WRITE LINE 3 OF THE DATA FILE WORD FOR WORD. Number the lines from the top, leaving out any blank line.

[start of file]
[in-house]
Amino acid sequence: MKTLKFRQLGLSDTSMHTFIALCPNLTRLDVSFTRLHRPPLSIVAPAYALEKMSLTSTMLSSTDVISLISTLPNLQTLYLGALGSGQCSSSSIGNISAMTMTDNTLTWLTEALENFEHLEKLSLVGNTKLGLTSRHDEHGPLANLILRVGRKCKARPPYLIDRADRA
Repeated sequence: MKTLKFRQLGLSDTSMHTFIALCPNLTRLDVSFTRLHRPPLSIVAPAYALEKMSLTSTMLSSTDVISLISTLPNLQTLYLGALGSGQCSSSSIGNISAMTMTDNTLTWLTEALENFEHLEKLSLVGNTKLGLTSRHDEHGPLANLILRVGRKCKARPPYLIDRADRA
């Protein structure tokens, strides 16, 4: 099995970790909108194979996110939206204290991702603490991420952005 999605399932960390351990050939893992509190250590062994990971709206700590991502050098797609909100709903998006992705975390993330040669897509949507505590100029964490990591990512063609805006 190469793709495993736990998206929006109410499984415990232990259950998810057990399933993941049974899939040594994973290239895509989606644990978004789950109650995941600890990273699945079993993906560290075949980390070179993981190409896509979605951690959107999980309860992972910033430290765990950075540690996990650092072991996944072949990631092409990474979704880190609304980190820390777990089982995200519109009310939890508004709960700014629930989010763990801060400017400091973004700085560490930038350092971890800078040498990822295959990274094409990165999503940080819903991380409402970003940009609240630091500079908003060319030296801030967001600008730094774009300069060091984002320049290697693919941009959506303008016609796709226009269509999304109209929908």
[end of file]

Repeated sequence: MKTLKFRQLGLSDTSMHTFIALCPNLTRLDVSFTRLHRPPLSIVAPAYALEKMSLTSTMLSSTDVISLISTLPNLQTLYLGALGSGQCSSSSIGNISAMTMTDNTLTWLTEALENFEHLEKLSLVGNTKLGLTSRHDEHGPLANLILRVGRKCKARPPYLIDRADRA